Metro officials will be collecting non-perishable food items, personal care items, cleaning products, first-aid supplies, bottled water, and summer clothing (new clothing only is requested). Matthew 25: Ministries, a local non-denominational organization working to help the needy, will also be collecting cash and check donations that will be distributed to those in need in Haiti.

‘Have a Heart for Haiti’ will take place at the Hyde Park Kroger (map) from 12pm to 6pm on Valentine’s Day.

Haiti earthquake damage photo from Matthew 25: Ministries


Brent Spence Bridge replacement designs released

The $2+ billion Brent Spence Bridge replacement designs have been narrowed to six. Parsons Brinckerhoff came up with the following six designs with the objective of creating an “architecturally distinctive” that can become a local landmark while also having a “visual relationship” with the existing Brent Spence Bridge.

The visual opportunity, for those crossing the bridge, to see the surrounding city and landscapes also influenced the final six design options. There is also the complication of the heavy river traffic attempting to navigate the bend of the river and the many supports of another six bridges within the urban span of waterway.

The majority of the options are the cable stayed variety as you might expect with a bridge attempting to be “architecturally distinctive” in the 21st Century. Most of the designs come across as cliche to me, but I do appreciate the single tower cable stayed option (#12) for its uniqueness and profound architectural impact on the riverfront and center city. The other design option that works for me is the arched bridge (#4) as it provides a nice balance to the collective bridge design by offering a bookend to the Daniel Carter Beard “Big Mac” Bridge to the east while also not coming across as trying to hard to be “architecturally distinctive.”

Which design do you like best? And be sure to share your thoughts with Parsons Brinckerhoff by Friday, February 5 before they move forward and narrow the options down to the final three.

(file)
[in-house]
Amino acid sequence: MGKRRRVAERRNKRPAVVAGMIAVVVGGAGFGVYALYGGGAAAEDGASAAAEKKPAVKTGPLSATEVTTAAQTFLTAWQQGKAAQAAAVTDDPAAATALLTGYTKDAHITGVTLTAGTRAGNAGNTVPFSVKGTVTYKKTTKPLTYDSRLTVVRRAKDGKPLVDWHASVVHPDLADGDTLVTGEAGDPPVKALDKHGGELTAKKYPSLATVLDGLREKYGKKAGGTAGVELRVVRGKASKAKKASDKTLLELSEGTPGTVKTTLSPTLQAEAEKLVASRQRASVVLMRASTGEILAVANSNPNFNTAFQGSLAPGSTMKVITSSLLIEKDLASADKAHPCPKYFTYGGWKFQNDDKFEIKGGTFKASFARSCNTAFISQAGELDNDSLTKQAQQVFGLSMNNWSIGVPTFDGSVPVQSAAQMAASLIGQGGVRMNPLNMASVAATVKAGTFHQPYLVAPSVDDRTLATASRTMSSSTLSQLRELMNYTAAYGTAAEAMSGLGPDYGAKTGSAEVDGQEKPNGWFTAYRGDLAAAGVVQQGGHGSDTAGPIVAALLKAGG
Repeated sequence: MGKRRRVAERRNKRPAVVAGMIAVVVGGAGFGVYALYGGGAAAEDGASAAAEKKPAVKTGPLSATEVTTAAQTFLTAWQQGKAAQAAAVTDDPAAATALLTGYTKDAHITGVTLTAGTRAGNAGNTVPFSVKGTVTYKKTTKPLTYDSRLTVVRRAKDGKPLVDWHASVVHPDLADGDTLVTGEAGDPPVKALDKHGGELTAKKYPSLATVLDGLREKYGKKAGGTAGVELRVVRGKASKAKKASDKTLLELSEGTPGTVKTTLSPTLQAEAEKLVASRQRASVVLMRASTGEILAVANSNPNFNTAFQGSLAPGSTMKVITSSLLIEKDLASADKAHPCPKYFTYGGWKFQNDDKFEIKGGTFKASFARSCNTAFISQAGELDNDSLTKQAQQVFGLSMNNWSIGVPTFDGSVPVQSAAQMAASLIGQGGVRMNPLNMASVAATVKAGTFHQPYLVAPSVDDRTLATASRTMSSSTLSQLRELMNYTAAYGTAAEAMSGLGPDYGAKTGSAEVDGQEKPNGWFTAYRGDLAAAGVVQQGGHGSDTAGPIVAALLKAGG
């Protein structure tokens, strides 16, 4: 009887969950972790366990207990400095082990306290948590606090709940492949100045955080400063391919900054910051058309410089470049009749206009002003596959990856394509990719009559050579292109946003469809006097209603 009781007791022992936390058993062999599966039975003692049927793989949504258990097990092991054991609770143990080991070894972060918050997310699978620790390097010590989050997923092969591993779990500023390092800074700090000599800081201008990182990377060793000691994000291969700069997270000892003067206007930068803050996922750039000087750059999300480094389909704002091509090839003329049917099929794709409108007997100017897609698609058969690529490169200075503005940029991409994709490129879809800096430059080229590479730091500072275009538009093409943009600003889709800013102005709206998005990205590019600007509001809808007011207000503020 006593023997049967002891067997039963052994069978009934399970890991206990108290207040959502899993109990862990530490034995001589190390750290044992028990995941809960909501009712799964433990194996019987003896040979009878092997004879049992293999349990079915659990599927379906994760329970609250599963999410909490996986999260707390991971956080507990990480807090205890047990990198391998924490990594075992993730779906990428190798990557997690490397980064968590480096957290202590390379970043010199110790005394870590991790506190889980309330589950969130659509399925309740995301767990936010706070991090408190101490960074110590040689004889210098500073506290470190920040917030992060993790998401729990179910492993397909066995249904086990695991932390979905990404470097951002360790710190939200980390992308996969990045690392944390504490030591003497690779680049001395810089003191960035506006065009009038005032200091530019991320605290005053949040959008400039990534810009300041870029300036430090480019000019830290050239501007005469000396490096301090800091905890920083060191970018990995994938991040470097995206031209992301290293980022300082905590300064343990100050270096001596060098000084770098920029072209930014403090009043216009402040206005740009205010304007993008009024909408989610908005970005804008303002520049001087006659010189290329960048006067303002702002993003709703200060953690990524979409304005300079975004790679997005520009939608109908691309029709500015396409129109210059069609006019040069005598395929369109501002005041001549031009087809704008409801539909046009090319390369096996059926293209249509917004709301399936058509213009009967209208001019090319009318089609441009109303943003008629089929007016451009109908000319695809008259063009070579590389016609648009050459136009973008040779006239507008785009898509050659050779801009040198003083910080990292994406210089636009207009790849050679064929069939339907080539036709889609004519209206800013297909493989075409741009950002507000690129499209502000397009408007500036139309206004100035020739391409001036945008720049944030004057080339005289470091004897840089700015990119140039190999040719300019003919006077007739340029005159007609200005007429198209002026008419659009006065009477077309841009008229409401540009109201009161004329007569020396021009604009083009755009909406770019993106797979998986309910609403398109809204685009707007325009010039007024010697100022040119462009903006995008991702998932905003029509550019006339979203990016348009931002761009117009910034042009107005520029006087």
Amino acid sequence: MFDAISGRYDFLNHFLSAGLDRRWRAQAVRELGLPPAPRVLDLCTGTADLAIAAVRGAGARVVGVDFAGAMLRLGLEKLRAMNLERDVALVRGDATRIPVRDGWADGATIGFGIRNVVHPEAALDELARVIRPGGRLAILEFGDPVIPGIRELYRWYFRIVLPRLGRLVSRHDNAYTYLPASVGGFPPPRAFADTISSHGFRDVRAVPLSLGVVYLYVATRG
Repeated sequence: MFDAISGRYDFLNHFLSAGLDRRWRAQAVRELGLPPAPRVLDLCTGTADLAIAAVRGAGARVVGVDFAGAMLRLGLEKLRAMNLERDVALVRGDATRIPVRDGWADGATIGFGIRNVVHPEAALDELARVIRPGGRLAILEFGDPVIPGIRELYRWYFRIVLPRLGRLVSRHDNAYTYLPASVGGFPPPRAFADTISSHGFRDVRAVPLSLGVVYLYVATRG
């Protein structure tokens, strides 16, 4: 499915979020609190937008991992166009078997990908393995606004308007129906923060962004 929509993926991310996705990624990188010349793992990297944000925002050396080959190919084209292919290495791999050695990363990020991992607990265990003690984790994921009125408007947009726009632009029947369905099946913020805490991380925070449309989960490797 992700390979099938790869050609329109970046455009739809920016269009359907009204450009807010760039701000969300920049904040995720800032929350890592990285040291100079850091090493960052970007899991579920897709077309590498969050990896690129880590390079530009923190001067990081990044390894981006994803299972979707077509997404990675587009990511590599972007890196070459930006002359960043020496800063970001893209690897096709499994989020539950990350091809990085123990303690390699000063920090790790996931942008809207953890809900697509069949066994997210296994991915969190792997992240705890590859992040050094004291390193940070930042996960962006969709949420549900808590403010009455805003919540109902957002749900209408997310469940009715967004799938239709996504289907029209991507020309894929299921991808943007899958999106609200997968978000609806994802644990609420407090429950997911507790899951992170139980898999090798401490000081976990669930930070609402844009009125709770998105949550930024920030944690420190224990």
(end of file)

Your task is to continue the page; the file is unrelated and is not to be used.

Options 4, 6, 7

Options 9, 10, 12
Click any of the images (provided by Vice Mayor Roxanne Qualls’ office) to open larger version in new window
Arts & Entertainment Business News

Free Wave Riot celebrates 20 years for Media Bridges

Cincinnati is fortunate to have a community media center, Media Bridges, which makes it easy for our citizens to have their voices heard. The organization operates our city’s public access television channels and will soon launch an FM radio station, Radio Free Queen City.

You can support independent media in Cincinnati, and help raise the money needed to launch the new station, by attending the Free Wave Riot this Saturday, September 5 at the Know Theater. The event, celebrating the 20th anniversary of Media Bridges, will help feature live music from local bands IsWhat?, the Tigerlilies, Fourth Letter Gang, Culture Queer, J. Dorsey Blues Revival, Losanti, and the Frankl Project. Spoken word performances, dancing, and video installations will also be part of the art presented at the event.

A raffle will be held with lots of great prizes, including an Enjoy the Arts membership, Media Bridges merchandise, and gift certificates to Coffee Emporium, Total Juice, Enzo’s, Chez Nora, and more.

Tickets are available at the door and at The suggested ticket price is $9.57 (since the new station will be at 95.7 FM), but donations of any amount will be accepted at the door.


Share your thoughts on the Ensemble Theatre

Are you one of the many people who have taken in a show or performance at the Ensemble Theatre? Do you look forward to the theatre’s future in Over-the-Rhine and the Gateway Quarter?

If the answer to any of these questions is yes, then you should TAKE THE QUICK SURVEY to let the ETC know what you think about their productions, place in the community and what your ideas are for their ongoing capital campaign to improve the theatre and its facilities.

The survey is available now, and will be up until April 28th. It honestly only takes a couple of minutes and will go a long way in shaping the future operations and physical appearance of the ETC.

Ensemble Theatre expansion news/information on Building Cincinnati